Directed evolution allows an in vitro mimicry of the natural in vivo evolution process to generate new or improved traits. The directed evolution process involves repetitive cycles of genotype diversification accompanied by a physical selection process to sieve out the best phenotype. The approach is synonymous with display techniques, such as phage, yeast, and ribosome display, that promote a physical linkage between genotype and phenotype. A basic requirement for any display technique is a diverse nucleotide library (1). Numerous methods have been developed to introduce diversity into these libraries, including random mutagenesis (2), in vitro or in vivo DNA shuffling (3-5) and site-specific recombination (6-8). Random mutagenesis can be carried out using several different methods, although most commonly through the use of a low fidelity DNA polymerase with MnCl2 (9) and Escherichia coli mutator strains (10). Other methods include mutagenic polymerases (11), mixtures of triphosphate derivatives of nucleoside analogs (12), site directed mutagenesis (13), mutational hotspots (14), and parsimonious mutagenesis (15). Although random mutagenesis can generate randomization at any position in the sequence, the technique is mostly limited to short stretches of DNA. This prevents the alteration of entire binding sites, which are generally longer DNA regions. In addition, as some mutations may not be directed, errors such as frameshifts or stop codons could also occur during mutagenesis that may result in the disruption of the phenotype.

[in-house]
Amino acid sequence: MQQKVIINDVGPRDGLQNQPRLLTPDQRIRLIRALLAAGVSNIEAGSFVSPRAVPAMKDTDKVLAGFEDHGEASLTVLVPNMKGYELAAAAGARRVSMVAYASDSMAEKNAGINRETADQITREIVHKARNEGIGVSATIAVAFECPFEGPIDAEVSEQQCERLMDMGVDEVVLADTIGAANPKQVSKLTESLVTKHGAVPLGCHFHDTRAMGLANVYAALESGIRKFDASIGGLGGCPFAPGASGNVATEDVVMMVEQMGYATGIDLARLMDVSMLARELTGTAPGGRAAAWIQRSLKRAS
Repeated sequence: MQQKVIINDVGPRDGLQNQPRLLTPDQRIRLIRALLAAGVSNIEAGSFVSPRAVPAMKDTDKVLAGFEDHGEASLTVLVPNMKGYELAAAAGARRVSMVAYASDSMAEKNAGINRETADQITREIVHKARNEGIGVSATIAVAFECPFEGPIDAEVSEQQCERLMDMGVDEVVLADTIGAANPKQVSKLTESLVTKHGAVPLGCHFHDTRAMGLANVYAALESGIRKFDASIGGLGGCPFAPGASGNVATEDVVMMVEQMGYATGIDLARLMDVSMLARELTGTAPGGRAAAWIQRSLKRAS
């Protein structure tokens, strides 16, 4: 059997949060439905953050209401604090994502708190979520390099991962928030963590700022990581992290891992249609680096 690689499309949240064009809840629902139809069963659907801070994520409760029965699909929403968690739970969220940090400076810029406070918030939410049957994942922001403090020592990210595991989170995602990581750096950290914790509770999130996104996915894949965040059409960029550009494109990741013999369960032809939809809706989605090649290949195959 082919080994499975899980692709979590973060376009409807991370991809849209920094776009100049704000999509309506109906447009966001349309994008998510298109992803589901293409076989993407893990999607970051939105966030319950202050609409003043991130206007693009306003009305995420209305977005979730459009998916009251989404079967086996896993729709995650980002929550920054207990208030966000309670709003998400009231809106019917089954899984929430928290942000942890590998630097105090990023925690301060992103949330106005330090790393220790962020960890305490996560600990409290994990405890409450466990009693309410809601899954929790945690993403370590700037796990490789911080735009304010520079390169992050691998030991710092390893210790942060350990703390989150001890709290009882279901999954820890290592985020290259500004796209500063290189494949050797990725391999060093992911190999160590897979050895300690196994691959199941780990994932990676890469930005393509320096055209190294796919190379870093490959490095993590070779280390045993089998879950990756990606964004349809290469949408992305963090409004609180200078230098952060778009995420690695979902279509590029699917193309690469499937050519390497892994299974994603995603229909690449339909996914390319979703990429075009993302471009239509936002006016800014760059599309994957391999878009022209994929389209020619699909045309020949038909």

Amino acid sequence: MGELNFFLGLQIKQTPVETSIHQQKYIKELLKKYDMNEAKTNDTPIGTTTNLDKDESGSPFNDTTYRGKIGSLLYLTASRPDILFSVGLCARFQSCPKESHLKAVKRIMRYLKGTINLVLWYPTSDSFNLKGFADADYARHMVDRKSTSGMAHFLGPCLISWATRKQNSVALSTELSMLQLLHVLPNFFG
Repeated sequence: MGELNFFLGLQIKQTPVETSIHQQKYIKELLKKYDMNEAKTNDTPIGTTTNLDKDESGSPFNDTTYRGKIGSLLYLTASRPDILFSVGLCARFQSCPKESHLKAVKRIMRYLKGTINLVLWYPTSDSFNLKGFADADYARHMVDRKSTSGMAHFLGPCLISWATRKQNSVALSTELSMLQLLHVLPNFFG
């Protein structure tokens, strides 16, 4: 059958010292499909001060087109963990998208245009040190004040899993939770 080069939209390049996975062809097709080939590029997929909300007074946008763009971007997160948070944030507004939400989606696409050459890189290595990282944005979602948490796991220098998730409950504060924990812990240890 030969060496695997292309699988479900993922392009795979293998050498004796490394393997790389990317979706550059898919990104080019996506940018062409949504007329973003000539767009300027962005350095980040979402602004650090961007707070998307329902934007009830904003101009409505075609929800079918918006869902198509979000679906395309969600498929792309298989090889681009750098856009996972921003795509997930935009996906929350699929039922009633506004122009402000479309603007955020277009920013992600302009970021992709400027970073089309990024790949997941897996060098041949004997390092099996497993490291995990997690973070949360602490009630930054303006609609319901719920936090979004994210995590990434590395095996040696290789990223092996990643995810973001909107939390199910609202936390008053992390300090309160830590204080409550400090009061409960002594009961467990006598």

Antibody libraries are the mainstay in display approaches due to the nature of diversification present in antibody genes. Here, gene shuffling can be accomplished by numerous methods including chain shuffling (16), DNA shuffling (4) or staggered extension process (StEP) (17). Chain shuffling makes use of shuffling either the heavy or light chain variable regions of the antibody genes to generate new variants by conventional restriction digestion and ligation. In DNA shuffling, the antibody gene is digested with DNase I, randomly reassembled and amplified by PCR. StEP, which is also PCR-based, allows template switching by shortening extension times and, hence, will shuffle various portions of several parental antibody genes. DNA shuffling has been widely used for library generation, and a few recent modifications have been described that improve the efficiency of the technique including the use of single-stranded DNA (ssDNA) instead of double-stranded DNA (dsDNA) as template and use of restriction enzymes or endonuclease V instead of DNase I during DNAs fragmentation (18, 19). However, this method still presents limitations, including low frequency of chimeric genes due to preferred homoduplex formation, a limited distribution of restriction site, and a lack of high-resolution crossover (20, 21).